Jai Lava Kusa: NTR’s show all the way
Despite some minor shortcomings, this film cements Jr NTR's reputation as a powerhouse of talent
Every child on earth strives for warmth, love and affection. If his family doesn't pay any attention to him/her, they tend to develop an inner conflict and express hatred towards others. This is when the adults should step in and make them understand the difference between good and bad.
The core idea of Jr NTR-starrer Jai Lava Kusa deals with this very point. Jai (NTR) gets bullied by his maternal uncle and brothers for his communication disorder. These unpleasant experiences never sap his confidence levels, and he rages and strives to get due recognition, no matter what. From idiolising Ravana and deriving his name from the mythological character to becoming a demon, Jai does everything to accomplish his goals. While his two brothers grow up to become the ever truthful Lava, a bank manager by profession, and the conman Kusa, who aspires to jet off to the US.
Director: K. S. Ravindra
Cast: Jr. NTR, Niveda Thomas, Raashi Khanna, Duniya Vijay, Brahmaji
Of late, NTR has been trying to get away from his mass hero image, and here, he has dared to attempt something wholly different even compared to his recent outings. For the first time, he plays a triple role as Jai, Lava and Kusa. Although they look identical, the trio don’t share anything in common.
Jai Lava Kusa draws its strength from NTR who pulls off three contrasting roles with great fervour and enthusiasm. He showcases innocence, wickedness, vivacity and pathos, wonderfully striking a balance between them. He especially relishes every dialogue uttered by Jai and makes it the most enduring character he has ever played.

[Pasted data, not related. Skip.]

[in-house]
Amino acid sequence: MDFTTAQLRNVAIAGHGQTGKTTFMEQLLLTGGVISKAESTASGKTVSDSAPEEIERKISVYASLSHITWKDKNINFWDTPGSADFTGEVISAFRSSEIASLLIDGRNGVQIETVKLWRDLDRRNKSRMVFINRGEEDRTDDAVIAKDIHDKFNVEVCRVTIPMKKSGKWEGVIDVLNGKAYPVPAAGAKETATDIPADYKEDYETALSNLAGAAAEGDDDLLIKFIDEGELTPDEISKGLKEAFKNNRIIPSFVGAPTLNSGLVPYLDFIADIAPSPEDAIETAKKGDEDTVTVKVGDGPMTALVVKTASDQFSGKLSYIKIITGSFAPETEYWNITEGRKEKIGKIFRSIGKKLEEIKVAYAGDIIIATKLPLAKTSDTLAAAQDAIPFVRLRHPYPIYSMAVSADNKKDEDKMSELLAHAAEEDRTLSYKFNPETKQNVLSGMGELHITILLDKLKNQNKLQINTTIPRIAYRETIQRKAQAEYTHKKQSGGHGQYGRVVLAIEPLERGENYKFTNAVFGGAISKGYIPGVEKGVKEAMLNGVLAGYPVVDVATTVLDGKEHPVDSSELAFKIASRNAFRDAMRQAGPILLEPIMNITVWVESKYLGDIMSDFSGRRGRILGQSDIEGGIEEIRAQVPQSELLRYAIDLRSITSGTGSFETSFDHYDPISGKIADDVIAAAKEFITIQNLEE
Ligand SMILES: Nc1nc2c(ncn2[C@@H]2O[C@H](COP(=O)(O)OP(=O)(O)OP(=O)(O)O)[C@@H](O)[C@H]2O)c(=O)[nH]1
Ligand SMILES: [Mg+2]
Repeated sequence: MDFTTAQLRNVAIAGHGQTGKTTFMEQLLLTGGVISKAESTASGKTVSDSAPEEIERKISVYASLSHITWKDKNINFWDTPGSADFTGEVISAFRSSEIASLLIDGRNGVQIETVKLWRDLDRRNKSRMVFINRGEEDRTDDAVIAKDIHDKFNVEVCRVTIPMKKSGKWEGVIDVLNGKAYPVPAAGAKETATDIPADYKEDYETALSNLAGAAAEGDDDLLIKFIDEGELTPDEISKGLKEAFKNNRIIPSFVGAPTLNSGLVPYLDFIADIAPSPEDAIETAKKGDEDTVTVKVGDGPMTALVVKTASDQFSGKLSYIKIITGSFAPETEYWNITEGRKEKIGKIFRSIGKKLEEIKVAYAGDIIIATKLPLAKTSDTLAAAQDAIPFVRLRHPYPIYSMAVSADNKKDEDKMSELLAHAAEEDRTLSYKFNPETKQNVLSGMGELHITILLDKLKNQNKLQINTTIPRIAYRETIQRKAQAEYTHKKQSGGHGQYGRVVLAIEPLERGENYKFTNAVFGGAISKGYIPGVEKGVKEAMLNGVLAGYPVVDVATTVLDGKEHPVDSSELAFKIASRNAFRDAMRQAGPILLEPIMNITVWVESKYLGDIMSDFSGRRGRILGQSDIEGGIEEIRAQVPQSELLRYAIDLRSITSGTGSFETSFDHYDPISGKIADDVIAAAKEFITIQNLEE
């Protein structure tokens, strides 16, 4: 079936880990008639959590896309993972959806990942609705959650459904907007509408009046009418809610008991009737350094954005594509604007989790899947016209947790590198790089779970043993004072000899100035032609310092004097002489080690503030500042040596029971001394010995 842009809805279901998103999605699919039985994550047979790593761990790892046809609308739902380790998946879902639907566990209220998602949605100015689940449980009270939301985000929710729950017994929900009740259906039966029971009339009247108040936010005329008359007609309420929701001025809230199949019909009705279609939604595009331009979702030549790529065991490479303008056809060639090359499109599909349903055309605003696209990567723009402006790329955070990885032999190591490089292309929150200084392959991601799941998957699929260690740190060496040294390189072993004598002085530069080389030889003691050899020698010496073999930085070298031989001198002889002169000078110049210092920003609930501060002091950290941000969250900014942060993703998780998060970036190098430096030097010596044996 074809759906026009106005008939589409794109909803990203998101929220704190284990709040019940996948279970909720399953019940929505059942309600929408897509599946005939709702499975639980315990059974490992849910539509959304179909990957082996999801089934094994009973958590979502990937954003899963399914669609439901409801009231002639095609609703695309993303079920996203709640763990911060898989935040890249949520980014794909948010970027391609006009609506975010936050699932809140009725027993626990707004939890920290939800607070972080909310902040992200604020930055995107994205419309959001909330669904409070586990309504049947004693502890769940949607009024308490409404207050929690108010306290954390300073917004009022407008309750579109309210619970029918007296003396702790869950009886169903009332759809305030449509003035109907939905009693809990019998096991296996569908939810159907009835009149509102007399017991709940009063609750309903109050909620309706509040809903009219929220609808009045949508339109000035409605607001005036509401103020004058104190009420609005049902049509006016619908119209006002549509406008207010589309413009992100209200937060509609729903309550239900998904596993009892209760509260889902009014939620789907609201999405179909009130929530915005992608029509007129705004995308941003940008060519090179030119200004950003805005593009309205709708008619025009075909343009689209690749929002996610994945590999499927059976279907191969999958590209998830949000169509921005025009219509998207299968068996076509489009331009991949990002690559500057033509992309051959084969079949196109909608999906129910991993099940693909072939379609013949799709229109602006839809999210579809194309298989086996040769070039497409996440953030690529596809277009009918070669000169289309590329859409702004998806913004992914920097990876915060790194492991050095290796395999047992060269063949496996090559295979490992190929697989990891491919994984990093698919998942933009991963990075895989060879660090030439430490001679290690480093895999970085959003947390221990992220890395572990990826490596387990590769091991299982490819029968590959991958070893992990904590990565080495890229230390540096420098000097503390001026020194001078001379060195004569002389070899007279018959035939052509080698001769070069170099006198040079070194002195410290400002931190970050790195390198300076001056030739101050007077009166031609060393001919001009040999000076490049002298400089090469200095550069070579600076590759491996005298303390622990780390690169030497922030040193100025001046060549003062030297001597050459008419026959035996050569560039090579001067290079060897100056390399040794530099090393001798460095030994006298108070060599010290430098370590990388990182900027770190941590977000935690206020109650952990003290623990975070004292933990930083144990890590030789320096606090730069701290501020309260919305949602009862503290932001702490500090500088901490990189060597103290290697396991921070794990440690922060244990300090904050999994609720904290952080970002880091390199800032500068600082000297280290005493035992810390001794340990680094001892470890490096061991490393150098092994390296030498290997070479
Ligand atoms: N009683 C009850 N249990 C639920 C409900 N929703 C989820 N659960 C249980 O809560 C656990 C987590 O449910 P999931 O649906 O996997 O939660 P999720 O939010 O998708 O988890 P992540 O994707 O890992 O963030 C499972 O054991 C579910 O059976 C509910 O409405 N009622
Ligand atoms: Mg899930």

Director Bobby has invested his creativity in coming up with some inspiring moments that wonderfully showcase the acting prowess of NTR. He doesn’t rely on an inventive storyline, but rather handles the narrative in a delicate way, both emotionally and contextually. The film also offers some slapstick humour, but unlike some recent movies, it doesn't end up being deafening. The story of the film has a distinctly Ramayana feel to it, reminiscent of Rama, who was exiled from Ayodhya and Bharatha who believes that the elder must lead. The track that stands out in this film is the stage play with the three brothers playing Rama, Lakshmana and Ravana to bring about an intuitive realization in Jai.
Actresses Raashi Khanna and Nivetha Thomas have smoldering presence, but their roles lack depth. Of the supporting cast, Sai Kumar makes an impression as Jai's henchman and Posani Krishna Murali is sure to keep you laughing till your stomach hurts. Ronit Roy fails to leave any impact in a mediocre role. And Tamannah’s special number doesn’t add any value to the tale.
Kona Venkat and Chakravarthy's screenplay is engaging, but Kotagiri Venkateswara Rao's editing could have been better. Devi Sri Prasad's music and background score integrate well with the narrative and don't interrupt the flow.
Jai Lava Kusa moves you and leaves you teary-eyed. Despite some minor shortcomings, this film cements Jr NTR's reputation as a powerhouse of talent.